Sarcoma: causes and symptoms
Sarcomas affect certain tissues, including bone, skin and other soft tissues. This article explains soft tissue sarcomas in particular, which range through numerous types that can originate in any part of the body and affect children as well as adults.
What is sarcoma?
Sarcoma is a tumor that affects connective tissue. Soft tissue sarcomas, as the name suggests, affect the soft tissues - those that connect, support and surround body systems. Soft tissues include fat, muscle, blood vessels, deep skin tissues, cartilage, tendons and ligaments.
Sarcomas are a relatively rare type of cancer, accounting for around just 1% of all cancers, although their incidence has risen over recent decades. Around 12,000 cases of soft tissue sarcoma are diagnosed annually in the US, and experts estimate that almost 40% of these are fatal.
Several soft tissue sarcomas have been identified and are defined according to the specific tissue or location affected.
The following are the most common types of soft tissue sarcoma:
- Undifferentiated pleomorphic sarcoma - previously known as malignant fibrous histiocytoma - this tumor is most often found in the arms or legs but sometimes at the back of the abdomen
- Gastrointestinal stromal tumor (GIST) affects specialized neuromuscular cells of the gut
- Liposarcoma is sarcoma of fat tissue
- Leiomyosarcoma affects smooth muscle (in organ walls)
- Synovial sarcomas are usually found in the arms or legs around a joint capsule
- Malignant peripheral nerve sheath tumor, also known as neurofibrosarcoma, affects the protective lining of the nerves.
The causes of sarcoma
Only one type of soft tissue sarcoma has a clearly known cause: Kaposi's sarcoma, a cancer caused by the human herpes virus 8.
High doses of radiation, for example from a previous cancer therapy, are a clear risk factor for soft tissue sarcomas.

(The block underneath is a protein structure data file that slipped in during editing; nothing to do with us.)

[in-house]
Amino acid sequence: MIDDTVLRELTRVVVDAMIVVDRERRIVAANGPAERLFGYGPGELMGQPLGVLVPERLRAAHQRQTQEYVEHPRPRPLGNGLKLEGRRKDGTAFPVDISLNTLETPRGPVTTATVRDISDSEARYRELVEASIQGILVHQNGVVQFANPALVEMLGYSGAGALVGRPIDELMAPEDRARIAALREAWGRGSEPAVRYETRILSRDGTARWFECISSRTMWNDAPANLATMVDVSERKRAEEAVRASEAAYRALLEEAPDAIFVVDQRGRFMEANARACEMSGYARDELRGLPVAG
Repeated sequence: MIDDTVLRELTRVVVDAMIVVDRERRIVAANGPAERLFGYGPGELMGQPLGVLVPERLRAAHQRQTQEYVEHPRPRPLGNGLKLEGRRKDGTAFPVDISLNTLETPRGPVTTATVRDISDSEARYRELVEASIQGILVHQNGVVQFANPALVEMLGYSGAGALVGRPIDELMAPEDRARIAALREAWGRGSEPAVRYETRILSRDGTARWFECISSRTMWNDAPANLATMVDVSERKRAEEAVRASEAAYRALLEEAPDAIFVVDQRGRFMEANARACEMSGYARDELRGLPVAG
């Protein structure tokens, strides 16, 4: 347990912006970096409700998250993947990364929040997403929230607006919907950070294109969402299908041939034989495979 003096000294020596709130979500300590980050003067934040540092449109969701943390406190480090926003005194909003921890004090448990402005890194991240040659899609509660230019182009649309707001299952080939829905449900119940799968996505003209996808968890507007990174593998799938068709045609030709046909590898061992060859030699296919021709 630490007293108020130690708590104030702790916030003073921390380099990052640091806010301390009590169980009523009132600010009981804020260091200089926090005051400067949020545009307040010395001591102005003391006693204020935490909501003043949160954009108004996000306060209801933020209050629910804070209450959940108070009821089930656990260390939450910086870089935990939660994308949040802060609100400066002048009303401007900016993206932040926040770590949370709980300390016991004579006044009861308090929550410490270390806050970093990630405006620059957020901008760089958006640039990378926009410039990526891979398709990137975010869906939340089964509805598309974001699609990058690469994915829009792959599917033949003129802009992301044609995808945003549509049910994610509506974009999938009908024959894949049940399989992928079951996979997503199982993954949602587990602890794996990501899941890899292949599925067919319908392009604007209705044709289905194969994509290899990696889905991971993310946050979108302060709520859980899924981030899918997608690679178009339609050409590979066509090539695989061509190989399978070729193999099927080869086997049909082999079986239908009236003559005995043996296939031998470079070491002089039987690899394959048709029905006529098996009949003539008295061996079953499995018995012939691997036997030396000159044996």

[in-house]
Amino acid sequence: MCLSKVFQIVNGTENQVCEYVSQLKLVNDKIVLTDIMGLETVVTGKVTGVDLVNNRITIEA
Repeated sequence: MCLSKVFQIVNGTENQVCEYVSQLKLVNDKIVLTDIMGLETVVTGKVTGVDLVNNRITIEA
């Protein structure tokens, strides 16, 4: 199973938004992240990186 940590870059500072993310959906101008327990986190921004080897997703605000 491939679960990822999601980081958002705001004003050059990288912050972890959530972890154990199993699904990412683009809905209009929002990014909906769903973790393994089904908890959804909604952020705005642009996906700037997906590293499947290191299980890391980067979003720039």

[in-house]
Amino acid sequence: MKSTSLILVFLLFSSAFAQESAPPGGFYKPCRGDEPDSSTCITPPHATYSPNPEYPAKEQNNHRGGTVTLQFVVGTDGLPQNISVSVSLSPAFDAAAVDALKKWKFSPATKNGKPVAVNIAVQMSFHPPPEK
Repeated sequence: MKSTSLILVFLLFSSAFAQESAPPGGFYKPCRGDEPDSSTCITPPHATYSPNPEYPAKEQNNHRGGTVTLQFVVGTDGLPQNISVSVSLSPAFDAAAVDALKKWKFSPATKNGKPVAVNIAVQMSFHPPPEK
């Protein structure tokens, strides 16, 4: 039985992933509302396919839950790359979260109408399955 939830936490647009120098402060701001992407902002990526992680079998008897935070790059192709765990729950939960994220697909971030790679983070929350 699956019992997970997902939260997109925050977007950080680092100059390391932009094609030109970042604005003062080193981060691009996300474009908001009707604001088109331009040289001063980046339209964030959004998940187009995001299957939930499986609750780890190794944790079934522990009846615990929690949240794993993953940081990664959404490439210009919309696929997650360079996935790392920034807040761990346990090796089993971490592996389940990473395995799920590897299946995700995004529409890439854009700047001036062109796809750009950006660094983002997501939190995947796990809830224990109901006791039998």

For most types of soft tissue sarcoma, however, the cause is not known at all, although in some cases it can be associated with certain genetic conditions.
There are other risk factors, too, including age, which is associated with cancer in general. Increased risks of sarcoma have also been observed in relation to exposure to certain chemicals, including vinyl chloride, dioxins and phenoxyacetic herbicides.
Symptoms of soft tissue sarcoma
Soft tissue sarcomas can often be asymptomatic - the tissue is often loose enough to accommodate the lump without it being noticed.
Soft tissue sarcoma may not produce any signs until a lump grows to a larger size that can be palpated, and even this may go unnoticed until the tumor affects local tissues, nerves or muscles in a way that causes pain.
Specific symptoms may reflect the particular type of sarcoma. Rhabdomyosarcoma, for example, may present symptoms that reflect the particular location affected:
• If the eye is affected, it can cause pain or even eye protrusion. Nasopharyngeal cavity tumors may also cause pain, as well as nasal congestion, discharge and changes to the voice
• Abdominal pain or difficulty urinating can be caused by the genitourinary form of rhabdomyosarcoma.
Tumors in the gastrointestinal system may bleed, so these sarcomas may be indicated by the sign of blood in the stool, or a stool that has a black, tarry appearance.
Author: Markus MacGill / Nov. 2015
Text abridged and adapted / Feb. 16
With kind permission to publish from MNT
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